(A) the administration of the area (including the 
                conduct of law enforcement and border security 
                activities in the area); or
                  (B) grazing uses by authorized permittees.
          (4) Effect of subsection.--Nothing in this subsection 
        precludes the Secretary from allowing within the area described 
        in paragraph (1) the installation and maintenance of 
        communication or surveillance infrastructure necessary for law 
        enforcement or border security activities.
    (c) Restricted Route.--The route excluded from the Potrillo 
Mountains Wilderness identified as ``Restricted--Administrative 
Access'' on the map entitled ``Potrillo Mountains Complex'' and dated 
September 27, 2018, shall be--
          (1) closed to public access; but
          (2) available for administrative and law enforcement uses, 
        including border security activities.

SEC. 5. ORGAN MOUNTAINS-DESERT PEAKS NATIONAL MONUMENT.

    (a) Management Plan.--In preparing and implementing the management 
plan for the Monument, the Secretary shall include a watershed health 
assessment to identify opportunities for watershed restoration.
    (b) Incorporation of Acquired State Trust Land and Interests in 
State Trust Land.--
          (1) In general.--Any land or interest in land that is within 
        the State trust land described in paragraph (2) that is 
        acquired by the United States shall--
                  (A) become part of the Monument; and
                  (B) be managed in accordance with
                          (i) Presidential Proclamation 9131 (79 Fed. 
                        Reg. 30431);
                          (ii) this Act; and
                          (iii) any other applicable laws.
          (2) Description of state trust land.--The State trust land 
        referred to in paragraph (1) is the State trust land in T. 22 
        S., R 01 W., New Mexico Principal Meridian and T. 22 S., R. 02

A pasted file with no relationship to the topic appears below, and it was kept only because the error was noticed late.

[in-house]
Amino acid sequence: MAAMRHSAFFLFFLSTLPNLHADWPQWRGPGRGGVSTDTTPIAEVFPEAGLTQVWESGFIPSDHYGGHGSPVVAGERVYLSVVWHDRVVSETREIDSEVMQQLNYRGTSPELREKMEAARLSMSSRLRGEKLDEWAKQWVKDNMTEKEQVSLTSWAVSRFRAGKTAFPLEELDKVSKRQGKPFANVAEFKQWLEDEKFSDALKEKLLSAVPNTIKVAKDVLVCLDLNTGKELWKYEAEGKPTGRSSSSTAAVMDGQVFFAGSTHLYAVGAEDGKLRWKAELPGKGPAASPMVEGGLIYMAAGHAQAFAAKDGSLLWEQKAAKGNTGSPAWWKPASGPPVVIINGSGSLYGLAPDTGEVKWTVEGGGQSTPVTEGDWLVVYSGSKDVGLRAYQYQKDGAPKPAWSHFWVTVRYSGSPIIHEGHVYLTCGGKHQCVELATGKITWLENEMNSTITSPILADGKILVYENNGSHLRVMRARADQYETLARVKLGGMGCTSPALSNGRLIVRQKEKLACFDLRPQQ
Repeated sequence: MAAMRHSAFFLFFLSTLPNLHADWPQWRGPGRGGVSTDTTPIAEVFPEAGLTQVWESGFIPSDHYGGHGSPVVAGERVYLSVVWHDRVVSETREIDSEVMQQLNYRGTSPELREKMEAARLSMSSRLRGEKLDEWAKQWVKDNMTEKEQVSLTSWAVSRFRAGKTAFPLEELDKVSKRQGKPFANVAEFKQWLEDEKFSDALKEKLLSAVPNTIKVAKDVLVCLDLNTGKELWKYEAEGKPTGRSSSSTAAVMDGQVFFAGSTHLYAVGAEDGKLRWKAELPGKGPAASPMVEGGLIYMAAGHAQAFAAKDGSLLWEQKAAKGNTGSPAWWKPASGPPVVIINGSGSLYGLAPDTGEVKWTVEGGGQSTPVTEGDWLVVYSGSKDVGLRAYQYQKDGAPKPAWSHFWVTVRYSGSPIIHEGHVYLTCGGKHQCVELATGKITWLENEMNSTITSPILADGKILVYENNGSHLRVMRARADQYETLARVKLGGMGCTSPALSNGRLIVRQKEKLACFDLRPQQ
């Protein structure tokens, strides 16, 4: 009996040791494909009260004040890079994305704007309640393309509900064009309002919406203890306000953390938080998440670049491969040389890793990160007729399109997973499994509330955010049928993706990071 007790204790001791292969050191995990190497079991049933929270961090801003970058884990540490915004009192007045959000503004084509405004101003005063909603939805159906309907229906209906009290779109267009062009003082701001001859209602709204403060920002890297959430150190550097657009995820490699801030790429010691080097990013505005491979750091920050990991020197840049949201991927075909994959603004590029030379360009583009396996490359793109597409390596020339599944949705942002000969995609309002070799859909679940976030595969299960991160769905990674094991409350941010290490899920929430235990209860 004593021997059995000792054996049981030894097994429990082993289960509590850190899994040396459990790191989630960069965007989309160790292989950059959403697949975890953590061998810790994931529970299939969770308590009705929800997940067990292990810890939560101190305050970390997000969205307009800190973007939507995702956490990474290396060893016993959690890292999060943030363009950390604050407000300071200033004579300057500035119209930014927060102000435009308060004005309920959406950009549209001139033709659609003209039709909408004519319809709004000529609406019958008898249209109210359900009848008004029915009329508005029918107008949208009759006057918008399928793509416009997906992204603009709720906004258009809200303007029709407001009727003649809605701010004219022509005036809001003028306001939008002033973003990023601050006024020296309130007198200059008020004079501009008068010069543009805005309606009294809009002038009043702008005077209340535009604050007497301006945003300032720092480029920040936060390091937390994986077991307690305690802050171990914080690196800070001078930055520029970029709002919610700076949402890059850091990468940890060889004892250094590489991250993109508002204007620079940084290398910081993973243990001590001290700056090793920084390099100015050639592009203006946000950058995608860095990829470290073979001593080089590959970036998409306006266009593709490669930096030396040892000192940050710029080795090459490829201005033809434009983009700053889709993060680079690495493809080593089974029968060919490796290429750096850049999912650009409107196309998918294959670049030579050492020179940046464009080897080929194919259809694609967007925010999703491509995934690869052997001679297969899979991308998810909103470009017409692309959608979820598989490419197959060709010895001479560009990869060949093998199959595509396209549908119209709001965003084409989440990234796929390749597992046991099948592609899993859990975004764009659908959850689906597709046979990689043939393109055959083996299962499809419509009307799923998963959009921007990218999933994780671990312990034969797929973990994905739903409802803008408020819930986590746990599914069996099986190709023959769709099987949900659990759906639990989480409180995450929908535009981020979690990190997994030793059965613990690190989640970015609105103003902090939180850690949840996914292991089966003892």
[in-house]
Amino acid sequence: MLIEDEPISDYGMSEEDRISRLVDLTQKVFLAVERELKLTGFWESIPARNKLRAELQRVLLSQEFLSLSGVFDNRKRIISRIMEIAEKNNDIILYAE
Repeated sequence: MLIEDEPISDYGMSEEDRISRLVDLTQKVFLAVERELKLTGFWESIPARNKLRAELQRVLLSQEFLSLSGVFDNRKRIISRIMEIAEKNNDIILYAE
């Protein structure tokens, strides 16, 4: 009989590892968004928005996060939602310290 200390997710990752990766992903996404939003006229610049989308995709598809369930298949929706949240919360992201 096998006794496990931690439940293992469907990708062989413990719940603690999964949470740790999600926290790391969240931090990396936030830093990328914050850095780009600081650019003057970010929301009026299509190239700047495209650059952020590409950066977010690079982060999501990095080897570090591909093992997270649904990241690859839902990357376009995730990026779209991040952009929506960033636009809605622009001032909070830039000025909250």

W., New Mexico Principal Meridian.
    (c) Land Exchanges.--
          (1) In general.--Subject to paragraphs (3) through (6), the 
        Secretary shall attempt to enter into an agreement to initiate 
        an exchange under section 2201.1 of title 43, Code of Federal 
        Regulations (or successor regulations), with the Commissioner 
        of Public Lands of New Mexico, by the date that is 18 months 
        after the date of enactment of this Act, to provide for a 
        conveyance to the State of all right, title, and interest of 
        the United States in and to Bureau of Land Management land in 
        the State identified under paragraph (2) in exchange for the 
        conveyance by the State to the Secretary of all right, title, 
        and interest of the State in and to parcels of State trust land 
        within the boundary of the Monument identified under that 
        paragraph or described in subsection (b)(2).
          (2) Identification of land for exchange.--The Secretary and 
        the Commissioner of Public Lands of New Mexico shall jointly 
        identify the Bureau of Land Management land and State trust 
        land eligible for exchange under this subsection, the exact 
        acreage and legal description of which shall be determined by 
        surveys approved by the Secretary and the New Mexico State Land 
        Office.
          (3) Applicable law.--A land exchange under paragraph (1) 
        shall be carried out in accordance with section 206 of the 
        Federal Land Policy and Management Act of 1976 (43 U.S.C. 
        1716).
          (4) Conditions.--A land exchange under paragraph (1) shall be 
        subject to--
                  (A) valid existing rights; and
                  (B) such terms as the Secretary and the State shall 
                establish.
          (5) Valuation, appraisals, and equalization.--
                  (A) In general.--The value of the Bureau of Land 
                Management land and the State trust land to be conveyed 
                in a land exchange under this subsection--
                          (i) shall be equal, as determined by 
                        appraisals conducted in accordance with 
                        subparagraph (B); or
                          (ii) if not equal, shall be equalized in 
                        accordance with subparagraph (C).
                  (B) Appraisals.--
                          (i) In general.--The Bureau of Land